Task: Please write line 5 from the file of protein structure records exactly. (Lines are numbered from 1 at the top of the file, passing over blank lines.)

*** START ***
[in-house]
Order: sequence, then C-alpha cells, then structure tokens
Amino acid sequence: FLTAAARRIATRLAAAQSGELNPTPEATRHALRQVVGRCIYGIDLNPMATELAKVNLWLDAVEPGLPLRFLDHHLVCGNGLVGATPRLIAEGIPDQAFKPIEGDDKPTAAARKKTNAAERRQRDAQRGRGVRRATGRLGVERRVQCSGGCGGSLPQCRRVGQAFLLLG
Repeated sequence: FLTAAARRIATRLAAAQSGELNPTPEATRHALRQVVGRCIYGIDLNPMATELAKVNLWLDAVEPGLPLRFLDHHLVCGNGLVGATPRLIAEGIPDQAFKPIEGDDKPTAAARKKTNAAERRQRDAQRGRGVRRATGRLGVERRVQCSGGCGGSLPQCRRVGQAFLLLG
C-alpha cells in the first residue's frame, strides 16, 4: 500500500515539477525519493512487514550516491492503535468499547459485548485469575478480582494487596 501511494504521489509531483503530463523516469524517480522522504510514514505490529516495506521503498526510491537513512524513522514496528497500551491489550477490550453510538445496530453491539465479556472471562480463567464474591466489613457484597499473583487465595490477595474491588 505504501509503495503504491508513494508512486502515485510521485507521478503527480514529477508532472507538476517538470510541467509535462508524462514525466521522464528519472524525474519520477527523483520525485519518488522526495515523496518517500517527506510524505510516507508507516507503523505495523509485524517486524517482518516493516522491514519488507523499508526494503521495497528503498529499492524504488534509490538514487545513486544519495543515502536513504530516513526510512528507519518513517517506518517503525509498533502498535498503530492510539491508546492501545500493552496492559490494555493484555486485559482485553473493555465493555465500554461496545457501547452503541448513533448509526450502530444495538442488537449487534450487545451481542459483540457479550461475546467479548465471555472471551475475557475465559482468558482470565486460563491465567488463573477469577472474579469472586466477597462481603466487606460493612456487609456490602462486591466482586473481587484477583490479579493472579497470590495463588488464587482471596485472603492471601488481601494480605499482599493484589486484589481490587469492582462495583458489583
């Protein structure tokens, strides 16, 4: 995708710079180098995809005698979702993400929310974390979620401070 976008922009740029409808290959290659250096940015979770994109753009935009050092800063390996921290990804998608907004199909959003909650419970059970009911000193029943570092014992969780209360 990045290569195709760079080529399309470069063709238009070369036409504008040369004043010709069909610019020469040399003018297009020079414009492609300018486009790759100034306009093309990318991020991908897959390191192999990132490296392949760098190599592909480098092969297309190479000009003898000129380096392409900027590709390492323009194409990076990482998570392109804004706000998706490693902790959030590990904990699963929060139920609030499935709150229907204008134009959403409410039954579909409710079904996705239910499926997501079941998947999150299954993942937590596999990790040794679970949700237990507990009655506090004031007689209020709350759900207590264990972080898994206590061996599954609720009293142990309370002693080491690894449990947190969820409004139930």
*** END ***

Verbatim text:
C-alpha cells in the first residue's frame, strides 16, 4: 500500500515539477525519493512487514550516491492503535468499547459485548485469575478480582494487596 501511494504521489509531483503530463523516469524517480522522504510514514505490529516495506521503498526510491537513512524513522514496528497500551491489550477490550453510538445496530453491539465479556472471562480463567464474591466489613457484597499473583487465595490477595474491588 505504501509503495503504491508513494508512486502515485510521485507521478503527480514529477508532472507538476517538470510541467509535462508524462514525466521522464528519472524525474519520477527523483520525485519518488522526495515523496518517500517527506510524505510516507508507516507503523505495523509485524517486524517482518516493516522491514519488507523499508526494503521495497528503498529499492524504488534509490538514487545513486544519495543515502536513504530516513526510512528507519518513517517506518517503525509498533502498535498503530492510539491508546492501545500493552496492559490494555493484555486485559482485553473493555465493555465500554461496545457501547452503541448513533448509526450502530444495538442488537449487534450487545451481542459483540457479550461475546467479548465471555472471551475475557475465559482468558482470565486460563491465567488463573477469577472474579469472586466477597462481603466487606460493612456487609456490602462486591466482586473481587484477583490479579493472579497470590495463588488464587482471596485472603492471601488481601494480605499482599493484589486484589481490587469492582462495583458489583